Fast charging or fast chargers are not new to smartphones. The tech has been around for quite some time with Motorola's TurboPower 25 and OnePlus' 25W Dash Charger being some of the earliest examples. But it wasn't until 2019 that we got to see companies push the boundaries of fast charging technology.
While OnePlus renamed its fast charging tech as "Warp Charge" and increased the output by five watts to take it to 30 watts on the OnePlus 6T and OnePlus 7 series, its sister brand Oppo seemed to be using a similar tech on its VOOC charging technology until it stunned everyone when it launched the Oppo Reno Ace that came with a 65-watt SuperVOOC 2.0 charger.
The Reno Ace launched in October 2019 still holds the title of being the fastest charging smartphone till date, charging 0-100% in just over 25 minutes.
Fast charging tech has been a Chinese affair so far
Oppo's off-shoot Realme also supplies a 50W fast charger along with its mid-range Realme X2 Pro flagship and Xiaomi has plans for a whopping 100W charger which we could expect to see later this year. Another Chinese company Vivo is also set to launch its insane 120W charging tech called Super FlashCharge which it claims could charge a 4000mAh battery from 0-100 percent in just 13 minutes flat.
However, the big names or tier 1 manufacturers such as Apple and Samsung are yet to make any inroads into the fast charging tech. While Apple finally offered its 18W charger along with the iPhone 11 Pro and 11 Pro Max, Samsung supplies its 25W fast charger flagships including the recently launched Galaxy S20, S20 Plus and Galaxy S20 Ultra, although the phones are compatible with 45W charging and the company already has a 45W USB-C super-fast charger that it sells separately.
Apple and Samsung finally planning on 65W fast chargers?
It now seems that 2020 could finally be the year when the big guns Apple and Samsung could compete with the Chinese smartphone manufacturers in the fast charging arena, as the two tech titans along with Huawei, Xiaomi and Oppo are planning to unveil fast-charging power chargers that will be based on GaN or gallium nitride technology this year, potentially paving the way for support for fast charging up to 65W.
Gallium nitride chargers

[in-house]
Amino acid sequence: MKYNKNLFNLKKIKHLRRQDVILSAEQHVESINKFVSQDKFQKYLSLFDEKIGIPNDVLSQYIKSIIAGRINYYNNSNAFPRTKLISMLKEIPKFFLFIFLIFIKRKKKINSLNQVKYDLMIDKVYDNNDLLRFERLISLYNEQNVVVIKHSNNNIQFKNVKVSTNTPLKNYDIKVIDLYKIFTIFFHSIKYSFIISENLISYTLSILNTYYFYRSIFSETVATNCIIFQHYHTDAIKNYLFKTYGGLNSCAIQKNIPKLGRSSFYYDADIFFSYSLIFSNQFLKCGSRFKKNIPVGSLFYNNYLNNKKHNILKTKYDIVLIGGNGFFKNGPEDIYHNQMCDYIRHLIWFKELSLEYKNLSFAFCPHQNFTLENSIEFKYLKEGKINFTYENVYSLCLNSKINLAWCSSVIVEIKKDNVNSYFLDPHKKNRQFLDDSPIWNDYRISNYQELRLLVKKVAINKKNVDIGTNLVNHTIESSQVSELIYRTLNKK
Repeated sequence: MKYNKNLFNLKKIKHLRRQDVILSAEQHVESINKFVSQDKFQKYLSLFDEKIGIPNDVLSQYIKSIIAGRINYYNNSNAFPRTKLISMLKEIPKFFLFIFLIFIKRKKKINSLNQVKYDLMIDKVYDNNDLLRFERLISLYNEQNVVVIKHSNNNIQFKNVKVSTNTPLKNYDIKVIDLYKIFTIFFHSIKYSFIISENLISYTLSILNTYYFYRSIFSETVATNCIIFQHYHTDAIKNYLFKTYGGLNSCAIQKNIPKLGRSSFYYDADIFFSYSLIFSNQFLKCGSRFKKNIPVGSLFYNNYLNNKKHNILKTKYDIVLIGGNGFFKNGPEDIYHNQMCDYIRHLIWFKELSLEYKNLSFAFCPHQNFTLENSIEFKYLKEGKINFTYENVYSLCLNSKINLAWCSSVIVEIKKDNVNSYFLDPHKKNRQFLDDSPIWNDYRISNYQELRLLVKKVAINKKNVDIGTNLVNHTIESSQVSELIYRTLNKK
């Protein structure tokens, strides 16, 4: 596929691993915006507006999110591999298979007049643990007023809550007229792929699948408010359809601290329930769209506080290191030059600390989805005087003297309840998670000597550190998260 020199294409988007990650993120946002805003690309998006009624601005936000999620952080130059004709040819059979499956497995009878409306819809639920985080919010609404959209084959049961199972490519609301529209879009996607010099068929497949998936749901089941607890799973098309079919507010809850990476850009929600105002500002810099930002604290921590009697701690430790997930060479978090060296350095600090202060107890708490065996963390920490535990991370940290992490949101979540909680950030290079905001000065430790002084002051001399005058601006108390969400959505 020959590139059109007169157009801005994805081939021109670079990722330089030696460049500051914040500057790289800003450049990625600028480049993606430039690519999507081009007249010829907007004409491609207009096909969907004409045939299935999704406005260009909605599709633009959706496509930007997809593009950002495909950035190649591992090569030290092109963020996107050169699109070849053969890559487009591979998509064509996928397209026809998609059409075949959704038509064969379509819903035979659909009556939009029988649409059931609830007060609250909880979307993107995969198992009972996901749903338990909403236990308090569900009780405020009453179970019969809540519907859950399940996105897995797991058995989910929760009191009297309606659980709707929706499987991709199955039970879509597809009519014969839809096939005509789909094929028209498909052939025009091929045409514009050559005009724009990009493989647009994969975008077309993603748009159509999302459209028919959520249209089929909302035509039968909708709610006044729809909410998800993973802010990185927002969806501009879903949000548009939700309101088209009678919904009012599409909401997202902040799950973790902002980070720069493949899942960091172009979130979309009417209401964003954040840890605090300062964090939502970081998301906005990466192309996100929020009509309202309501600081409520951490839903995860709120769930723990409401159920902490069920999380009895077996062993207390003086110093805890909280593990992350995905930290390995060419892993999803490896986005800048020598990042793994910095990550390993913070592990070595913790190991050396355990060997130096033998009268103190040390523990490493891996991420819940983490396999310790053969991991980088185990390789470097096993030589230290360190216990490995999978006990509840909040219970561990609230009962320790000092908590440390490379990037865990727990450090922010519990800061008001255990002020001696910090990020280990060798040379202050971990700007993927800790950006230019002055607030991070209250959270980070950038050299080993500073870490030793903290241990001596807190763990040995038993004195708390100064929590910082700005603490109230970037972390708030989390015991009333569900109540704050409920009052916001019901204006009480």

GaN chargers are found to be more efficient and smaller in size and require fewer components when compared to standard silicon chargers that are currently in use. The chargers will also be more versatile, meaning that they will be able to charge a broader range of devices over USB-C. In other words, you could use the same charger to charge your iPhone, MacBook and your iPad.
The high cost of manufacturing, which is the case with most emerging tech, is what seems to have kept GaN chargers out of the mainstream but it now seems like companies are working out ways to make the tech cost-effective and make it affordable for consumers.
Xiaomi's GaN charger
According to GizChina, Xiaomi recently released a GaN charger that comes with a USB Type-C interface and supports fast-charging up to 65 watts and charge a Xiaomi Mi 10 Pro fully in 45 minutes. This doesn't seem that fast but it's still faster than the standard charger that comes with the phone.
There were plenty of GaN devices that were showcased at CES 2020, which is also a good indicator that the technology is ready to go mainstream over the course of the year. There are quite a lot of third-party GaN chargers available right now. A good example is Choetech's 61W Wall Charger that is half the size of the original 61W MacBook charger from Apple.
Single versatile charger for iPhone, MacBook and iPad
The original report from IT Home is unclear on what plans Apple might have for the technology, but it does suggest that GaN benefits from its ability to adjust the output automatically depending on the device it is charging. So, there is a possibility that we could see a versatile Apple charging adapter that can charge multiple Apple devices like the iPhone and MacBook.
There's no official confirmation from any of the companies yet, and the report also doesn't seem to give any details about if or when we could expect these new GaN chargers, but we think we'll see them sooner than later as there are existing third-party GaN chargers already in the market.